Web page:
Our ancestors, farther back then we can remember, have been using fire to keep them warm, keep the dark at bay and all the predators that loved that time of day to hunt, and for a means of seeing for longer as the days grew shorter. One of the means that they brightened the night was by means of candles. They’re lives were dependent upon those candles, so they learned to make them, and get the most out of those wax sticks which were their link to light.
Sadly, we, after the advent of electricity, have lost a lot of the knowledge our forefathers strove so hard to garner about candles and their use. Even I, as I researched for this article, was amazed to find how much I didn’t know about the use of candles; including the right and wrong ways to use them.
Even though we, as a world, do not depend upon those wonderful sticks of wax for our evening events, safety, or extending our working days like our ancestors, candles will never be totally phased out of our lives completely. Today, we can find candles used to create a romantic mood, when the power goes out, for a birthday cake, or even for some of our spiritual or religious events. Since we don’t have the knowledge that was developed through the dire need our ancestors had we owe it to our present- day to share what’s been lost.
So here are a few things that you should know about using candles properly. These tips are mostly for the candles that are encased in their own containers completely. They, it seems, may pose more risk when improperly used. Most people will agree that these are the types of candles that are more widely used now.
*Never Leave A Candle Burning When Sleeping or Unattended
Never leave a candle burning unattended, or when you’re sleeping. Okay, this tip is just common sense. When you leave a flame unattended fire from its flame can spread, eating its way through all you know and love. This tip is not just a tip but a safety measure that all candle users should observe for their safety, the safety of their family, and possibly for the safety of the people who live in their building–if they live in an apartment or condo complex.
There is also another aspect of burning a candle for too long that I wasn’t aware of, and that is the buildup of carbon from the flame. Burning a candle for more than four hours causes a buildup of carbon on the wick, causing the wick to-get this- a mushroom. Ever heard of that? Not I. I guess it’s a real thing though.
Burning the wick of a candle for more than four hours straight can cause a buildup of carbon, which can cause the wick to mushroom and become unstable. This excess carbon can make the flame get larger, too large in fact, and cause soot to be released; onto your candle, and the air around it. Well, that sounds gross don’t you think? Not something I want to breathe, and a waste of a candle, as it doesn’t make that gorgeous candle look too pretty after it coats it with soot.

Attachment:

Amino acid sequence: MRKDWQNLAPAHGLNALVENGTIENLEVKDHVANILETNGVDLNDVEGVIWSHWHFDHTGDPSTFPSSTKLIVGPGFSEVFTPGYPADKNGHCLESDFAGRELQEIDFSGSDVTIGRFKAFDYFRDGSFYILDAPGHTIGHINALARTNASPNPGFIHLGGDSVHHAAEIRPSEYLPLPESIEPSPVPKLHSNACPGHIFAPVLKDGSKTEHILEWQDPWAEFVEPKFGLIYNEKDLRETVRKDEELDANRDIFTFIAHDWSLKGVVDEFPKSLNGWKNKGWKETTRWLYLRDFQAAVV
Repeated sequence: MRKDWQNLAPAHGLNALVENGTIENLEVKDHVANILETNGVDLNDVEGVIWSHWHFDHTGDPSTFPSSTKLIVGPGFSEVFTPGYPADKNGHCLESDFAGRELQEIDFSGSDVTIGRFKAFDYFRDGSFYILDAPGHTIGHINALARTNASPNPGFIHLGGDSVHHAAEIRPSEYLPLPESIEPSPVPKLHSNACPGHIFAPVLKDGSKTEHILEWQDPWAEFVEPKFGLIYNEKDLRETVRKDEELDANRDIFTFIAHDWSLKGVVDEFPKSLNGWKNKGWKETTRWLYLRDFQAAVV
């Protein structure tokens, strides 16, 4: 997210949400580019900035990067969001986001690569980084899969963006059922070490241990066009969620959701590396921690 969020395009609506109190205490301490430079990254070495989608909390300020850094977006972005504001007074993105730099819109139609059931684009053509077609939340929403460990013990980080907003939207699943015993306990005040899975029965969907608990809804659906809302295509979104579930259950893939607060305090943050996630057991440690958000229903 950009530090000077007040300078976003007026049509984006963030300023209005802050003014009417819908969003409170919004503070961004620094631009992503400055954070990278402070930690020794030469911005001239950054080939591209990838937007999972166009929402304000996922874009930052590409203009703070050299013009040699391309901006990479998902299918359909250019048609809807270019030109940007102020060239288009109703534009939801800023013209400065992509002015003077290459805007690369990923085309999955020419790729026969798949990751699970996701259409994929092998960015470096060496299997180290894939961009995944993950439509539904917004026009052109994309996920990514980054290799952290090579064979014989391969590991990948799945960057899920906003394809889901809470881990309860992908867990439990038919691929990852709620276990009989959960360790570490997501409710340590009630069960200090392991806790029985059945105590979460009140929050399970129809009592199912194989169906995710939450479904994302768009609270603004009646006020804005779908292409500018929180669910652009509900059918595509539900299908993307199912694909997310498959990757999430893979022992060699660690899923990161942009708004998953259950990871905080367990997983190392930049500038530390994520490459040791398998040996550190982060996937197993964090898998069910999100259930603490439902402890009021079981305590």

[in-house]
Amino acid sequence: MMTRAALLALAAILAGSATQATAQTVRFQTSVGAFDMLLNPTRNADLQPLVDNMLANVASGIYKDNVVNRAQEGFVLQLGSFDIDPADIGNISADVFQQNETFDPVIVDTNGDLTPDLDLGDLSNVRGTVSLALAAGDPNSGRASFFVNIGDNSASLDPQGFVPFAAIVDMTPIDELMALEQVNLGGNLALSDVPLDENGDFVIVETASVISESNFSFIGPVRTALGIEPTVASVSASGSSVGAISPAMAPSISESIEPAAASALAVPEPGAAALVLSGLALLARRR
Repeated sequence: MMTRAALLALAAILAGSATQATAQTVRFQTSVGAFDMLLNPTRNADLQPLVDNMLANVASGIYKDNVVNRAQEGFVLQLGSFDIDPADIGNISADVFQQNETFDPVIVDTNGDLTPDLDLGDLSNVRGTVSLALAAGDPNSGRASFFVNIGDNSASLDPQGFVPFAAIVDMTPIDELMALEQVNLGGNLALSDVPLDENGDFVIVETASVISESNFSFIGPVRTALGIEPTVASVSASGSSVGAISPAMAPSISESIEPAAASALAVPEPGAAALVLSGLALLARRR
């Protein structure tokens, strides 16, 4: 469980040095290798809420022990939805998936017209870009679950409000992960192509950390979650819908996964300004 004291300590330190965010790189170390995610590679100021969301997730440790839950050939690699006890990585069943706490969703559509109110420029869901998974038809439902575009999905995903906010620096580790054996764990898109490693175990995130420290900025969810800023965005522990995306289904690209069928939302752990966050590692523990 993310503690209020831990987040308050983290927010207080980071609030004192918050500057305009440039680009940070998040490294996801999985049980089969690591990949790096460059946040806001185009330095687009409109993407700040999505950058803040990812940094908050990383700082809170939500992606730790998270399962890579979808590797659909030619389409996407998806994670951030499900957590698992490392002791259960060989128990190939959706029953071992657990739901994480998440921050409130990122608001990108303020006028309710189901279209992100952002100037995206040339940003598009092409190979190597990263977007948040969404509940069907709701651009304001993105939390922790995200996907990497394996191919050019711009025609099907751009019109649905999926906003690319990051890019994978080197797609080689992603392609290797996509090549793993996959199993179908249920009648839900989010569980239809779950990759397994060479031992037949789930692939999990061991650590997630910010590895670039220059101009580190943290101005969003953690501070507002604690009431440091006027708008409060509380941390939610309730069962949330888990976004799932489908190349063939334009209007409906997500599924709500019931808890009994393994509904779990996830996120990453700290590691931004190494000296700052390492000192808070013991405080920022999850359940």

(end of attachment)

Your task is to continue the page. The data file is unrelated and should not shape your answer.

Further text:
*Burning A New Candle For A Few Minutes
Burning a new candle for the first time for only a few minutes, under an hour, can cause that annoying tunneling and puddle of wax. This tip to my mind is for candles that are poured into containers. I know you’ve seen them. The wonderful scented candles in glass jars with pretty glass tops or fancy metal encasing their wax. Improper burning of these types of candles can cause the wax to flow unevenly around your container, making it look just plain messy. Blek! It’s preferable that for the “first burn” you burn the candle until there is a smooth even flow of wax around the top as wax has memory. Never knew that, did you? It’s recommended that you burn a new candle for the first time an inch per diameter of the candle, but under four hours, as remember, you don’t want that gross carbon from burning it for too long. Whew! I know we’ve saved a few candle burners with this one.
Are you getting a big black ring around the candle when you relight it or excessive smoke? Well… experts say that it is because you are one of those that doesn’t… trim your wick as you should. What? You have to trim the wick. No one ever told me that, you either? Well I guess that it is an important candle burning procedure. Failure to properly trim you wick to one quarter inch before lighting can give you, get this, mushrooming and carbon. Remember, those are both two things that are, well, not only gross but, cough, not conducive to why you probably lit the candle to begin with. They even make fancy scissors just for trimming those wicks but I’m sure a regular pair would work too. So take the time to trim those used candles before lighting them as it will pay off for you in the long run. No thanks necessary for this tip.
*There’s A Proper Way To Blow Out Your Candle
What you say? There’s a proper way to blow out a candle? Don’t you just blow; you know, pucker up those lips and blow? Well, no, it seems there is a proper way to extinguish a candle flame. Using the pucker up and blow method-one I’ve always used-can cause hot wax to fly out from the, again I think their talking about candles encased in glass or metal, or whatever type of completely enclosed containers, and possibly burn the blowers face or someone else’s face. Ouch! That doesn’t sound fun, or conducive to romance, nope. Instead, it’s recommended to use a snuffer or flat-head screwdriver to extinguish the flame in the melted wax. This is supposedly a safer method that won’t risk flesh burning. What’s a snuffer? It’s a bell-shaped metal cap on a long stick that, well, literally snuffs out the flame of the candle. They still make those so you can easily find one to add to your candle safety equipment along with a small pair of wick trimming scissors.
Now, knowing what you now know about how to properly use container candles, you should be all set to safely burn them with just the desired outcome.
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